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A line segment has two endpoints and it is denoted by \(\bar { AB }\).

A ray has only one end point (its initial point) and it is denoted by \(\vec { AB }\).

A line has no end points on either side and it is denoted by \(\overleftrightarrow { AB }\).

If a single straight line passes through three or more points, the points are said to be collinear.

A, B, C are collinear points.

An angle is formed when two lines (or rays or line – segments) meet.

If the sum of measures of two angles is 90°, they are called complementary angles.

e.g. ∠A = 60°, ∠B = 30°

∠A + ∠B = 60° + 30° = 90°

If the sum of measures of two angles is 180°, they are called supplementary angles.

e.g. ∠A = 150°, ∠B = 30°

∠A + ∠B = 150° + 30° = 180°

If two angles have a common vertex and a common arm but no common interior, they are said to adjacent angles.

If two angles are adjacent and supplementary, they are said to be linear pair.

x + y = 180°.

When two lines meet at some point, they are said to be intersecting lines. The meeting point is called the point of intersection.

When two lines drawn on a sheet of paper do not meet, however far produced, they are said to be parallel lines.

When two lines intersect, then the pair of opposite angles is said to vertically opposite angles. They are equal in measure.

A transversal line intersects two or more lines at distinct points.

A transversal line gives rise to several types of angles.

Types of Angles |
Angles |

Interior Angles | ∠3, ∠4, ∠5, ∠6 |

Exterior Angles | ∠1, ∠2, ∠7, ∠8 |

Corresponding Angles | ∠1 and ∠5, ∠2 and ∠6, ∠3 and ∠7, ∠4 and ∠8 |

Alternate Interior Angles | ∠3 and ∠6, ∠4 and ∠5 |

Alternate Exterior Angles | ∠1 and ∠8, ∠2 and ∠7 |

The interior on the same side of the transversal | ∠3 and ∠5, ∠4 and ∠6 |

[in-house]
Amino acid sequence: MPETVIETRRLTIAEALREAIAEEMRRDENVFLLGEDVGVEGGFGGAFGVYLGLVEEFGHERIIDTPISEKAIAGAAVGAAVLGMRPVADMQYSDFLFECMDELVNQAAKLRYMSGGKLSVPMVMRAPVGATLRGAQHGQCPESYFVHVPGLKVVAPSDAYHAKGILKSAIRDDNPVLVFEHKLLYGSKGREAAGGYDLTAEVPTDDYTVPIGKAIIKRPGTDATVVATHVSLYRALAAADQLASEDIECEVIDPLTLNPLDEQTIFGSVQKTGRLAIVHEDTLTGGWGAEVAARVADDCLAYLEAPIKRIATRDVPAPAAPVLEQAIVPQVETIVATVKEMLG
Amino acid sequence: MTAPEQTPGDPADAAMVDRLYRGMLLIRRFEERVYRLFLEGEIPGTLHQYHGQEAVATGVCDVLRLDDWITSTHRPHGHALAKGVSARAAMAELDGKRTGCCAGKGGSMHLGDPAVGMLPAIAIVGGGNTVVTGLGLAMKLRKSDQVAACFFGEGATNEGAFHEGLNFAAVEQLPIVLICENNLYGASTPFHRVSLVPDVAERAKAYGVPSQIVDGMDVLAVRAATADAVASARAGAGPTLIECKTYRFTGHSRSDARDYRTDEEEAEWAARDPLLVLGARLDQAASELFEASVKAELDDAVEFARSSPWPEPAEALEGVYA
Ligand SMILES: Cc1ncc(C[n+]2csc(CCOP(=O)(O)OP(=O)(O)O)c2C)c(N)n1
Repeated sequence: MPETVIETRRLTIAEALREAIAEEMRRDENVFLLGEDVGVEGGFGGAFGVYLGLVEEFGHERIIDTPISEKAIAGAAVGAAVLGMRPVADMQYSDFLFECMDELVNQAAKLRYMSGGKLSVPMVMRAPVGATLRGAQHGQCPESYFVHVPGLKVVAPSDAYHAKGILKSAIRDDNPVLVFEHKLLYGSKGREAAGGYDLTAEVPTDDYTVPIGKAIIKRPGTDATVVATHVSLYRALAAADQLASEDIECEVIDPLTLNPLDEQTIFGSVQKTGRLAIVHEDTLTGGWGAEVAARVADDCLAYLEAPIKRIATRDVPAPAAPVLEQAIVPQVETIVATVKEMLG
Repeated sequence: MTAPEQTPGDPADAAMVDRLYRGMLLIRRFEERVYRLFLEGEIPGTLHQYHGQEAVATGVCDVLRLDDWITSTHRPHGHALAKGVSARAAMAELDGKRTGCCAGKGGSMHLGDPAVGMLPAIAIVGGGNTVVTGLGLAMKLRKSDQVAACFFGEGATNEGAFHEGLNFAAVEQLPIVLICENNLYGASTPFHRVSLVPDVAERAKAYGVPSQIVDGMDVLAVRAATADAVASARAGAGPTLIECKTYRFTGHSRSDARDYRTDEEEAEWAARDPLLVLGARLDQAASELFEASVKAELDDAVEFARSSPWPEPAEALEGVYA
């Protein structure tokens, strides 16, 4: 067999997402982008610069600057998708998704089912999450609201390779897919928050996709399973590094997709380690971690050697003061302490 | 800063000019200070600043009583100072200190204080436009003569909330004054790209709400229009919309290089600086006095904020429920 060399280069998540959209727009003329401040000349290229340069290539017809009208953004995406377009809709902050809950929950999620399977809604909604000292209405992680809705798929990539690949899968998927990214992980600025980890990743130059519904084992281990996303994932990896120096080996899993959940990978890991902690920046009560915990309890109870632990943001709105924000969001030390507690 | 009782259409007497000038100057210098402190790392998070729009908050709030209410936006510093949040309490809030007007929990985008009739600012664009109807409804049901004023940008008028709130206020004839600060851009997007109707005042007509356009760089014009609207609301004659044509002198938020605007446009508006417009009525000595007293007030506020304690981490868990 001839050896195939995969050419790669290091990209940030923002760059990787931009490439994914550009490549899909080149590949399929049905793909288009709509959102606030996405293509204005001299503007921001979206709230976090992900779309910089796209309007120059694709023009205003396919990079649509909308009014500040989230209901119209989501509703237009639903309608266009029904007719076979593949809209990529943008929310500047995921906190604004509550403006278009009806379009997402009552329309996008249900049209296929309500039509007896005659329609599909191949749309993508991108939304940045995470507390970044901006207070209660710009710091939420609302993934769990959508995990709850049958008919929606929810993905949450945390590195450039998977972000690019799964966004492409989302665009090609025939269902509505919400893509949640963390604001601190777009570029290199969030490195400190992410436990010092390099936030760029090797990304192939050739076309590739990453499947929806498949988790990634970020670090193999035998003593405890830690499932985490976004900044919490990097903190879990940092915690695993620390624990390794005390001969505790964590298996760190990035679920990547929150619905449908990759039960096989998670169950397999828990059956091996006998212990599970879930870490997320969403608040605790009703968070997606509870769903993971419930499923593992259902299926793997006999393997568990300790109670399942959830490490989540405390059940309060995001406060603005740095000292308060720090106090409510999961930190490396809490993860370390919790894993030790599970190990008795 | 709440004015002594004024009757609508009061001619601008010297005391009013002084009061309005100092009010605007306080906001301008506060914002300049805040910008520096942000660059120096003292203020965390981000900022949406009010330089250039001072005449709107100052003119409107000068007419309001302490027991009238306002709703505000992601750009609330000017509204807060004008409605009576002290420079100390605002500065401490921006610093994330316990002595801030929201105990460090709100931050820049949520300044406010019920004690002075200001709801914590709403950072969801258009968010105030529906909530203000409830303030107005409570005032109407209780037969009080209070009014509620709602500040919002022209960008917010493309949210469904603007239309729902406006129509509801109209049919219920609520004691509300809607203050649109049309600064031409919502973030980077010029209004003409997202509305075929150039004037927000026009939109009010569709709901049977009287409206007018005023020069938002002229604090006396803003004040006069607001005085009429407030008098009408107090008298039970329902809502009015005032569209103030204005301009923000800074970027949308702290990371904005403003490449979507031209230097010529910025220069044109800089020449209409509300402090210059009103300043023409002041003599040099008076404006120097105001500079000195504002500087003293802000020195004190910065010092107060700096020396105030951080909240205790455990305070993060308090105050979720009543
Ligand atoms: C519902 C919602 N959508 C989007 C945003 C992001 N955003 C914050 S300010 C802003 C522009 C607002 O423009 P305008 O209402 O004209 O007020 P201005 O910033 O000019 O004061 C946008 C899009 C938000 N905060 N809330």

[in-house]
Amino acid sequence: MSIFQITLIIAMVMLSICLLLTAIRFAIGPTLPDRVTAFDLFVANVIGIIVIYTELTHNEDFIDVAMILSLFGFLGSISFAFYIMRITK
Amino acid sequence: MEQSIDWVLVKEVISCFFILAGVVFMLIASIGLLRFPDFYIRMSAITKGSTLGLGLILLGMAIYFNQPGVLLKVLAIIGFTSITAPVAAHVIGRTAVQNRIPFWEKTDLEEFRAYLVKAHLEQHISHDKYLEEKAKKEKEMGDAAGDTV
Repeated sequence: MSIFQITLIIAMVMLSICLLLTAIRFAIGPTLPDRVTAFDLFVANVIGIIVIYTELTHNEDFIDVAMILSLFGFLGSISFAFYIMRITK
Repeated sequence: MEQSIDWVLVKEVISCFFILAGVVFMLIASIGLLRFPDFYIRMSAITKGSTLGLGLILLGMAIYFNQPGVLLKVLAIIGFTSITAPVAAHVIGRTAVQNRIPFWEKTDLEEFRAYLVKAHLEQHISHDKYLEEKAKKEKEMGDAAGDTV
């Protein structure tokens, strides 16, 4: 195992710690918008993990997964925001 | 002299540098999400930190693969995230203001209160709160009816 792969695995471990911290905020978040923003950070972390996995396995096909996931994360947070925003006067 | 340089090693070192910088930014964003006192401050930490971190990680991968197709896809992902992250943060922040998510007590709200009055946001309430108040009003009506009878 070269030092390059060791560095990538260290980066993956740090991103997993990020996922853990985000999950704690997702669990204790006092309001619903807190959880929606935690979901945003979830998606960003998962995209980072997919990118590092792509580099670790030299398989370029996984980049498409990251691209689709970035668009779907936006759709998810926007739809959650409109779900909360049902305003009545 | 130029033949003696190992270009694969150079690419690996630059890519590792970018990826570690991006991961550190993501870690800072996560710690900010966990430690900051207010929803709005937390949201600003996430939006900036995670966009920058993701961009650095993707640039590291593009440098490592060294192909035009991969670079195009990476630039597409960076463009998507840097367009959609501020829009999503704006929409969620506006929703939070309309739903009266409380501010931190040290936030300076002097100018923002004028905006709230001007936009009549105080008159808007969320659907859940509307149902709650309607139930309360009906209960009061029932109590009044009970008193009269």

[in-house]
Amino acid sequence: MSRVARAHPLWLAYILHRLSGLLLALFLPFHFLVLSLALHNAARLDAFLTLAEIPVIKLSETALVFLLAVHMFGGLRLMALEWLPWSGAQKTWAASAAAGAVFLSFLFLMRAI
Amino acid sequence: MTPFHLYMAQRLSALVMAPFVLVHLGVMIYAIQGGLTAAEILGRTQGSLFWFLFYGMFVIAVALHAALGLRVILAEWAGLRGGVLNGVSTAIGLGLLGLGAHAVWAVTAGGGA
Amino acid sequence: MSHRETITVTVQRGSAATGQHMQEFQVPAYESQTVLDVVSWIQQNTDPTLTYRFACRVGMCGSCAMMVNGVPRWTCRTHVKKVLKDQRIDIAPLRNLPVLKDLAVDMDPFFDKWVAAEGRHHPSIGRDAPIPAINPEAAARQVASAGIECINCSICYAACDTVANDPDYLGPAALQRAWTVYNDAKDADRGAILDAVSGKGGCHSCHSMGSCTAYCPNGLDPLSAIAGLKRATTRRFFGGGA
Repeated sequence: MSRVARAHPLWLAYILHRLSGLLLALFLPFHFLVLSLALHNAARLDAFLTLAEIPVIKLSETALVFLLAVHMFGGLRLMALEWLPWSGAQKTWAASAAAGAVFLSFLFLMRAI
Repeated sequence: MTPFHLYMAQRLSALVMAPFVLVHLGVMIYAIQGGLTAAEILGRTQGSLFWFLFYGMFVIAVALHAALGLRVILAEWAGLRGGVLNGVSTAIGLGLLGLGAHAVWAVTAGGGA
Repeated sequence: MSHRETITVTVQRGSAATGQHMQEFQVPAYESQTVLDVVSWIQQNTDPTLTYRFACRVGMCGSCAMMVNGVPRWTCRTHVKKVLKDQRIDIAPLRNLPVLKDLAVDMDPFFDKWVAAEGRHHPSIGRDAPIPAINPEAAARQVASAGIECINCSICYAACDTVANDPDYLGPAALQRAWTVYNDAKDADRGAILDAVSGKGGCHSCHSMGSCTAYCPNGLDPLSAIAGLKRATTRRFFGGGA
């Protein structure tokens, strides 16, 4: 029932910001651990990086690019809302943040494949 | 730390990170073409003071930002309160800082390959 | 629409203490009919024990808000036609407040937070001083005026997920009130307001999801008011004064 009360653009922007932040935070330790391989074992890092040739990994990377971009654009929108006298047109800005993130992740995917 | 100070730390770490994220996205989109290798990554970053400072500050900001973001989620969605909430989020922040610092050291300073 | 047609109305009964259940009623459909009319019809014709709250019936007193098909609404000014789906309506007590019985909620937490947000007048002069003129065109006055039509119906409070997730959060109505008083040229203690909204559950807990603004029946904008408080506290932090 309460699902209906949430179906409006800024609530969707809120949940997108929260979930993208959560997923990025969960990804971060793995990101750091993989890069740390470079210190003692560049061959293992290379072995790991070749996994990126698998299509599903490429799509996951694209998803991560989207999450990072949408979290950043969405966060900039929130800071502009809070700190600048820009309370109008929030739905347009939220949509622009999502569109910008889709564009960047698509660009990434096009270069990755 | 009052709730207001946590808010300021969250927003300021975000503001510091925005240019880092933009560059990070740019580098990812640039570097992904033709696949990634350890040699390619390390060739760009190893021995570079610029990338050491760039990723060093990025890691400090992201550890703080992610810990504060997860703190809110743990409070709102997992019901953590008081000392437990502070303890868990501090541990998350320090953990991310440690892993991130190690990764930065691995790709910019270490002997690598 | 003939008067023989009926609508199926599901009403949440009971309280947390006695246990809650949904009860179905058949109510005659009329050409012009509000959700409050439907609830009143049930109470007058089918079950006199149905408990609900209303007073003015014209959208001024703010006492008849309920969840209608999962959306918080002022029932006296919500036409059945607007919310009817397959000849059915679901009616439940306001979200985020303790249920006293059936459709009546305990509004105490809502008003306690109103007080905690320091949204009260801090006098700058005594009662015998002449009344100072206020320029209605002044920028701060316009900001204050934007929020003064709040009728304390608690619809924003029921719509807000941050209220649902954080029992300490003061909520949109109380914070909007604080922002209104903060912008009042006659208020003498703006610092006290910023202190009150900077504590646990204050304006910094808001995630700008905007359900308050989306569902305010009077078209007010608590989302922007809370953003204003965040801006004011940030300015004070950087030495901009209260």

When a transversal cuts two parallel lines, then

(a) Corresponding angles are equal.

∠1 = ∠5, ∠3 = ∠7, ∠2 = ∠6, ∠4 = ∠8

(b) Alternate interior angles are equal.

∠3 = ∠6, ∠4 = ∠5

(c) Interior angles on the same side of transversal are supplementary.

∠3 + ∠5 = 180°, ∠4 + ∠6 = 180°.

When the measure of the angle is less than 90°, it is said to be an acute angle.

When the measure of the angle is equal to 90°, it is said to the right angle.

When the measure of the angle is greater than 90°, it is said to the obtuse angle.

When the measure of the angle is greater than 180°, it is said to be the reflex angle.

A line segment has two endpoints.

A ray has only one endpoint (its vertex).

A line has no endpoints on either side.

An angle is formed when two lines (or rays or line-segments) meet.

**Complementary Angles**

When the sum of the measures of two angles is 90°, the angles are called complementary angles.

**Supplementary Angles**

When the sum of the measures of two angles is 180°, the angles are called supplementary angles.

**Adjacent Angles**

A pair of angles which are placed next to each other in such a way that they have a common vertex and an arm which is common to both the angles are called adjacent angles.

**Linear Pair**

A linear pair is a pair of adjacent angles whose non-common arms are opposite rays.

A pair of angles placed adjacent to each other is called a linear pair if the sum of their measures is 180°.

Note: A pair of supplementary angles form a linear pair when placed adjacent to each other.

When two lines intersect, the vertically opposite angles so formed are equal.

∠1 + ∠2 = 180° …(1)

∵ ∠1 and ∠2 form a linear pair

∠3 + ∠2 = 180° …(2)

∵ ∠3 and ∠2 form a linear pair

From (1) and (2)

∠1 = ∠3

Similarly, we can prove that ∠2 = ∠4

**Intersecting Lines**

Two lines intersect if they have a point in common called their point of intersection.

**Transversal**

A line that intersects two or more lines at different points is called a transversal.

Transversal of Parallel Lines

The lines on a plane that do not meet anywhere are called parallel lines.

Transversal of parallel lines give rise to quite interesting results.